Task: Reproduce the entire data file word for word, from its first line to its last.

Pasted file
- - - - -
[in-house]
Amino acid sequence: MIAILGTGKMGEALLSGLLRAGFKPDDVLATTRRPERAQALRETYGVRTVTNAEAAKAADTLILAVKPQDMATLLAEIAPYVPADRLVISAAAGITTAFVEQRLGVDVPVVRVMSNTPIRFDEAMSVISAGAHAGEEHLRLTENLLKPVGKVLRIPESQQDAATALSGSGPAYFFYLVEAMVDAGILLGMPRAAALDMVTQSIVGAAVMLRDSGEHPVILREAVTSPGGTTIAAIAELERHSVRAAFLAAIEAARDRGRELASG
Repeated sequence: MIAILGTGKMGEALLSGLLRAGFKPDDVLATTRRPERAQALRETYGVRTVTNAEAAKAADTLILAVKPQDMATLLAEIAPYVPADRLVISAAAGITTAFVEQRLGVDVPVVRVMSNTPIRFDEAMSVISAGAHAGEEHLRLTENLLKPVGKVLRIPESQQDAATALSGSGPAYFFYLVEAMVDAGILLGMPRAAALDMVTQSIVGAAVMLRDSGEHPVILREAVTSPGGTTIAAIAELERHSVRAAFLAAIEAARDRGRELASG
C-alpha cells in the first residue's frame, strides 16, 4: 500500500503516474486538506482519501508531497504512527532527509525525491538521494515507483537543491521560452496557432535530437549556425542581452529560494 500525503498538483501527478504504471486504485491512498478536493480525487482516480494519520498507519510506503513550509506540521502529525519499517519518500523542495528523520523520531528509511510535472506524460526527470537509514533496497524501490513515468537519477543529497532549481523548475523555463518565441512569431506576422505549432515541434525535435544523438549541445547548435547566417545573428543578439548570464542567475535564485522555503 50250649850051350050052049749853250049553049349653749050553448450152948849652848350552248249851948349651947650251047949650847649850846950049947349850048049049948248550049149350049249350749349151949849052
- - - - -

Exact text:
[in-house]
Amino acid sequence: MIAILGTGKMGEALLSGLLRAGFKPDDVLATTRRPERAQALRETYGVRTVTNAEAAKAADTLILAVKPQDMATLLAEIAPYVPADRLVISAAAGITTAFVEQRLGVDVPVVRVMSNTPIRFDEAMSVISAGAHAGEEHLRLTENLLKPVGKVLRIPESQQDAATALSGSGPAYFFYLVEAMVDAGILLGMPRAAALDMVTQSIVGAAVMLRDSGEHPVILREAVTSPGGTTIAAIAELERHSVRAAFLAAIEAARDRGRELASG
Repeated sequence: MIAILGTGKMGEALLSGLLRAGFKPDDVLATTRRPERAQALRETYGVRTVTNAEAAKAADTLILAVKPQDMATLLAEIAPYVPADRLVISAAAGITTAFVEQRLGVDVPVVRVMSNTPIRFDEAMSVISAGAHAGEEHLRLTENLLKPVGKVLRIPESQQDAATALSGSGPAYFFYLVEAMVDAGILLGMPRAAALDMVTQSIVGAAVMLRDSGEHPVILREAVTSPGGTTIAAIAELERHSVRAAFLAAIEAARDRGRELASG
C-alpha cells in the first residue's frame, strides 16, 4: 500500500503516474486538506482519501508531497504512527532527509525525491538521494515507483537543491521560452496557432535530437549556425542581452529560494 500525503498538483501527478504504471486504485491512498478536493480525487482516480494519520498507519510506503513550509506540521502529525519499517519518500523542495528523520523520531528509511510535472506524460526527470537509514533496497524501490513515468537519477543529497532549481523548475523555463518565441512569431506576422505549432515541434525535435544523438549541445547548435547566417545573428543578439548570464542567475535564485522555503 50250649850051350050052049749853250049553049349653749050553448450152948849652848350552248249851948349651947650251047949650847649850846950049947349850048049049948248550049149350049249350749349151949849052